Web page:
Marie Curie Fellow
Michele Nori is a Tropical Agronomist (University of Florence – IT) with a further specialization in Rural Sociology (PhD at Wageningen University – NL).
With about 20 years of field experience on the technical as well as socio-economic aspects of natural resource management in different regions of the world (mostly Africa, but also Asia and LatinAmerica), where he has mainly dealt with the livelihood systems of pastoral communities.
By intensively working at the interface between academic, field as decision-making levels, he has developed an ‘horizontal career’, based on collaborations with and consultancies to a number of organizations at different levels: civil society, UN agencies, research institutes, donors offices as well as the European Commission Development Cooperation and EU Delegations.
His list of publications ranges from scientific papers to technical notes to advocacy documents on matters relates to sustainable pastoralism.
His current concern is to adequately inform policy decision-making on aspects of rural development, food security and natural resource management in the Mediterranean region – a domain where migrations plays an increasingly important role.
He has been awarded a Marie Curie fellowship to investigate on the increasingly relevant role of immigrant shepherds for the sustainability of pastoral systems in Mediterranean EU countries – a specific case study within the debate about migrants’ contributions to farming and rural development in Europe.
TRA_MED patterns of pastoral migrations in the Mediterranean region
The research ‘Mediterranean Transhumances’ aims at contributing to the debate about migrants’ contributions to farming and rural development in Europe, through the specific case study of evolving pastoral systems in the Mediterranean, with a view to contribute to the development of appropriate policies at local as well as at European level.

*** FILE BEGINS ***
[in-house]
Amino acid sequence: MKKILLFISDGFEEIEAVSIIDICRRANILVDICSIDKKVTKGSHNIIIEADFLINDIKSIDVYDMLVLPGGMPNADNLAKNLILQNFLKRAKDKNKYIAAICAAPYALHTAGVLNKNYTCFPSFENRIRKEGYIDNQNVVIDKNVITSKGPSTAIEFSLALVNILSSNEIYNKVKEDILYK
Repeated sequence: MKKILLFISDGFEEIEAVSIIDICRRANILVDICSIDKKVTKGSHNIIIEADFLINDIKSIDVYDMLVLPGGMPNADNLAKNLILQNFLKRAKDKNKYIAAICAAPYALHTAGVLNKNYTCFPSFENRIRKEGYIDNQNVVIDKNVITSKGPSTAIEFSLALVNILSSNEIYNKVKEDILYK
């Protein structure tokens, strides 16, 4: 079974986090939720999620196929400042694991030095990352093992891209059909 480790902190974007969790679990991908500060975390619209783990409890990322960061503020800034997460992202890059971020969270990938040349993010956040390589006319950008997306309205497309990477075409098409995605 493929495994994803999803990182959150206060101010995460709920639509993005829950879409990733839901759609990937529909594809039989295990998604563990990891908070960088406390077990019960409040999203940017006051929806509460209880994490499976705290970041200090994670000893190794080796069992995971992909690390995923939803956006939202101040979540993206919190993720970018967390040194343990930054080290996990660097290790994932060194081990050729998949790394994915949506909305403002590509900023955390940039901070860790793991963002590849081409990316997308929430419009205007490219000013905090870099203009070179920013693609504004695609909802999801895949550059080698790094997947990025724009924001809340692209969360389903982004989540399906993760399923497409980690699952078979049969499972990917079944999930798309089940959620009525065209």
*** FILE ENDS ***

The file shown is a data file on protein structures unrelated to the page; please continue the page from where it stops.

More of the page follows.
The recent reform of the Common Agricultural Policy (CAP) allocates an increasing emphasis on the proper management of mountain areas and agro-ecologically fragile territories – those often inhabited and operated by shepherds. While the societal demand for the services as well as the products of pastoralism is growing, this is not reflected by improvements in the living and working conditions of shepherds in neither economic, nor social terms.
Current dynamics rather indicate that the sons of shepherds often tend to opt out from the sector and look for alternative livelihoods and professions – leaving thus pasturelands exposed to a lack of generational change. In such context an increasing presence of immigrant shepherds is reported. The shepherds who come to provide their workforce on southern European pastures often originate from pastoral communities in other parts of the Mediterranean region. The living and working conditions of these migrant shepherds are often extremely difficult and precarious, but cases of virtuous contracts and dignified conditions are also reported.
The research will address these issues in order to contribute to a proper understanding of the dynamics affecting Mediterranean pastoralism and the increasing relevance on immigrants to this domain – in order to adequately inform the policy framework at local as well as at European levels.
the project is funded by the European Union